DressThe Tonkawa were notable warriors who used bows, spears and firearms. The warriors wore protective leather jackets and caps decorated with horn and brilliant plumage. They traded tallow, deerskins and buffalo robes to the Spanish to obtain their first firearms in the late 18th century.
The Tonkawas had a plains Indian culture, subsisting on the buffalo and small game. When the Apaches began to push them from their hunting grounds, they became a destitute culture, living off what little food they could scavenge. Unlike other plains tribes, the Tonkawas ate fish and oysters.
They were a matrilineal society of extended family clans forming two moieties, whose leaders where eventually replaced by a single chief. Their religion was a mixture of beliefs, but they resisted Christianity. Because of their horsemanship and fighting spirit, Tonkawa warriors served as U.S. Army scouts.
Tonkawa Indian Casino is owned and operated by the Tonkawa Tribe of Indians of Oklahoma, which also owns the Native Lights Casino in Kirkland, OK.
Social organization was simple. They had no clan system. Kiowas and Kiowa Apaches belonged to the same type of kinship system as the Cheyennes, known as the generation or classification type, where collateral and lineal relations are classed together.
According to some sources, the Karankawa practiced ritual cannibalism, in common with other Gulf coastal tribes of present-day Texas and Louisiana. The Karankawa people were shocked at the Spanish cannibalism, which they found to be repugnant.
What language do the Tonkawa Indians speak? The Tonkawa people speak English today. In the past, they spoke their native Tonkawa language. Although there are no native speakers of Tonkawa any more, some young people are working to learn their ancient language again.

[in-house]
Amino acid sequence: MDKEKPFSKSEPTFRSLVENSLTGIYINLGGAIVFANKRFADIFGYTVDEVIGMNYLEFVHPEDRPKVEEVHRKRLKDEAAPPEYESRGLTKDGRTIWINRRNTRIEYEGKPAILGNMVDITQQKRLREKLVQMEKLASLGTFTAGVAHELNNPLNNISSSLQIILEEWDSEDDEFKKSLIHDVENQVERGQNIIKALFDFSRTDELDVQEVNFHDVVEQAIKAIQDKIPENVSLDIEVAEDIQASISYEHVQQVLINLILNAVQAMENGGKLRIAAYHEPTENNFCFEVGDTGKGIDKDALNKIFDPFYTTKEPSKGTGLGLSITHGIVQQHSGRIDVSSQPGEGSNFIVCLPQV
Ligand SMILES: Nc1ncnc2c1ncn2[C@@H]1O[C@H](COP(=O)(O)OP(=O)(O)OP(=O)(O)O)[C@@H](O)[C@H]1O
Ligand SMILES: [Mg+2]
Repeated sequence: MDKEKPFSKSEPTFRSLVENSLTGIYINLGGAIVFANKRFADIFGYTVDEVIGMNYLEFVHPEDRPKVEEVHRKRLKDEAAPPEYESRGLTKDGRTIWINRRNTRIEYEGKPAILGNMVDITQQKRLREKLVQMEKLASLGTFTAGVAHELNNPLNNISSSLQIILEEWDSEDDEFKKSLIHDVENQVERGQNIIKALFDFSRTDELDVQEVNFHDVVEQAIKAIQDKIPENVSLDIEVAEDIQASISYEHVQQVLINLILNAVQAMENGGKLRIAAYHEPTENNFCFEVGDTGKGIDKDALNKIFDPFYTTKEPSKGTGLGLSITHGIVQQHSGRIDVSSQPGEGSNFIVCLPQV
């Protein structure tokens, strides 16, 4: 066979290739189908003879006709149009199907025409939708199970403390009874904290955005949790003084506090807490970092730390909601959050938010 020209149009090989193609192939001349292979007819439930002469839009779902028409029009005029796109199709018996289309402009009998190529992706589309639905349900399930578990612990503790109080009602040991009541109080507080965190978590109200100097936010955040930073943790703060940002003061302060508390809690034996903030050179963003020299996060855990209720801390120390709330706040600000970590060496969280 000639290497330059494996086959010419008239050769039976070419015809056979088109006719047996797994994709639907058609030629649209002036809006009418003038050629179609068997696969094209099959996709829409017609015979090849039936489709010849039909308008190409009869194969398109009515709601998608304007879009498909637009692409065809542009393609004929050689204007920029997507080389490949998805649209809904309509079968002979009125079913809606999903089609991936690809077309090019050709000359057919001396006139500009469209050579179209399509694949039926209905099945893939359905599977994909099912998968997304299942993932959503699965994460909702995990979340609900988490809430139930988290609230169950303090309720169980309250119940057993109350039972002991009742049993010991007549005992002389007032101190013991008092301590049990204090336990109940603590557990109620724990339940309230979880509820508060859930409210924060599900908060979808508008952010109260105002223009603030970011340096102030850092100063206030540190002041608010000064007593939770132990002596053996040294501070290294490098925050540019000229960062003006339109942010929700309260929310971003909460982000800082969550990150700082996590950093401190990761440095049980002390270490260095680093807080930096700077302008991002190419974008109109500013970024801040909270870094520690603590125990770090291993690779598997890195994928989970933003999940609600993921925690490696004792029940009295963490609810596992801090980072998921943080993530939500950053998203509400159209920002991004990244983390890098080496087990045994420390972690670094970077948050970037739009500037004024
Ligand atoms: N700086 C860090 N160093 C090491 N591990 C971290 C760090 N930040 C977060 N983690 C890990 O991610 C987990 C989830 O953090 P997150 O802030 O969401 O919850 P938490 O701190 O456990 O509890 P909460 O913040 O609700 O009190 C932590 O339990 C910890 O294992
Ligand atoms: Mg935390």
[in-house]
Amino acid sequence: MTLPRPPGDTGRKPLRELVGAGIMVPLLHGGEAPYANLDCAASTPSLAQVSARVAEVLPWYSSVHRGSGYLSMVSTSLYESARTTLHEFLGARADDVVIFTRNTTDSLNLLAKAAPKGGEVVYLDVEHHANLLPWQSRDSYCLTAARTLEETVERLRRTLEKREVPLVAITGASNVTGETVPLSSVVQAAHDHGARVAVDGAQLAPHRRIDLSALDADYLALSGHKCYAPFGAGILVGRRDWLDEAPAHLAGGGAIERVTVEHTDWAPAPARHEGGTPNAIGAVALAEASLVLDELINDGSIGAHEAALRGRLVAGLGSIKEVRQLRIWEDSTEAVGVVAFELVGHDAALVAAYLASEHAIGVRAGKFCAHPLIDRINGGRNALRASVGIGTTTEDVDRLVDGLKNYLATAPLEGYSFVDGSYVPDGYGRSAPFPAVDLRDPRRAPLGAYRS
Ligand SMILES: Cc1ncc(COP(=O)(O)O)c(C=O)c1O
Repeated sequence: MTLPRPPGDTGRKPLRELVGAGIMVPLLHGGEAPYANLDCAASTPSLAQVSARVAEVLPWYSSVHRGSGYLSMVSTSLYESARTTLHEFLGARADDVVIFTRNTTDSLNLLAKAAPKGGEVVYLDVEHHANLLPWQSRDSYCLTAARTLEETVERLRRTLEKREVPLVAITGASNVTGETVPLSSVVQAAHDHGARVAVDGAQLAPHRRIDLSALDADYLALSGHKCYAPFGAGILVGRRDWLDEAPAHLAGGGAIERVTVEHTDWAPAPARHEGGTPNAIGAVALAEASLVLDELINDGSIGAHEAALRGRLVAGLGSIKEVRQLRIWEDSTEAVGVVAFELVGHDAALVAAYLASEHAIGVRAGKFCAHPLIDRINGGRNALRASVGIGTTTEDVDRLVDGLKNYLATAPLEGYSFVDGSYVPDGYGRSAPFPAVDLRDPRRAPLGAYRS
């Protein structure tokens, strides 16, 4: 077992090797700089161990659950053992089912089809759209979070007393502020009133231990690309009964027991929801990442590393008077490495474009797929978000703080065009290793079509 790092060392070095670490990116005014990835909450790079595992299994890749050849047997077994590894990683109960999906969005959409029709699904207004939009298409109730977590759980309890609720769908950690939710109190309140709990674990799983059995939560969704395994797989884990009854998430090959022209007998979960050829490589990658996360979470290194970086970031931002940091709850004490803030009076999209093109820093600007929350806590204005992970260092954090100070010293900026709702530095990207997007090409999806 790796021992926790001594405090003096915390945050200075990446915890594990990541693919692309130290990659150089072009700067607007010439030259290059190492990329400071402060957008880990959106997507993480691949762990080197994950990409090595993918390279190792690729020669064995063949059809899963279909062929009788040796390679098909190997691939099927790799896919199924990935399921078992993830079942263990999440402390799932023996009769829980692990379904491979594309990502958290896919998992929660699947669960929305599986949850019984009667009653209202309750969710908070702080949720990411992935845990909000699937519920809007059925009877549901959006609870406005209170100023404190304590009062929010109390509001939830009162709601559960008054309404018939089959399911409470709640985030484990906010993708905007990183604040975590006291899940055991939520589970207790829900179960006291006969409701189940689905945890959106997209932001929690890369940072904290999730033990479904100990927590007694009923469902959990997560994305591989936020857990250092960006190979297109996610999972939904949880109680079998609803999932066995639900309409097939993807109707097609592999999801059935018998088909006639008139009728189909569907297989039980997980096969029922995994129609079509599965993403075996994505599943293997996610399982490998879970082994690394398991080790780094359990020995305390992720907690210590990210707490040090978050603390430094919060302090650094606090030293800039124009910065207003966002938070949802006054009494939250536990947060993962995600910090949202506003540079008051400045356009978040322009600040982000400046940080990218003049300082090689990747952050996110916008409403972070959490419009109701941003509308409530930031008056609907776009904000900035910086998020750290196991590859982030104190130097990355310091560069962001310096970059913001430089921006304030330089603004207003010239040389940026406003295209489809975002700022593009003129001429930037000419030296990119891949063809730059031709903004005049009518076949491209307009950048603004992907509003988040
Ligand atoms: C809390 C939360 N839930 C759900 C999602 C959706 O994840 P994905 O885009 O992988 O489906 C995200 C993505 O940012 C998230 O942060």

1: a member of a group of American Indian peoples of the southwestern U.S. 2: any of the Athabascan languages of the Apache people. 3 not capitalized [French, from Apache Apache Indian] a: a member of a gang of criminals especially in Paris.
Bison, deer, and fish, were staples of the Karankawa diet, but a wide variety of animals and plants contributed to their sustenance.
The Jicarilla Apache were just one of six southern Athapascan groups that migrated out of Canada sometime around 1300 to 1500 A.D. Moving their way south, they settled in the southwest where their traditional homeland covered more than 50 million acres across north New Mexico, southern Colorado and western Oklahoma.
The Tonkawa wore little clothing, except as protection against the cold. Men frequently wore long loincloths or leggings and skin shirts. Men also wore bone, shell and feather earrings and necklaces. The women wore short shirts made of deer or bison skin and little else.
The Tonkawa had a distinct language, and their name, as that of the leading tribe, was applied to their linguistic family. They were one of the most warlike tribes during nearly two centuries of conflict with their enemy tribes on the Western plains and with the Spanish and, later, American settlers in the Southwest.
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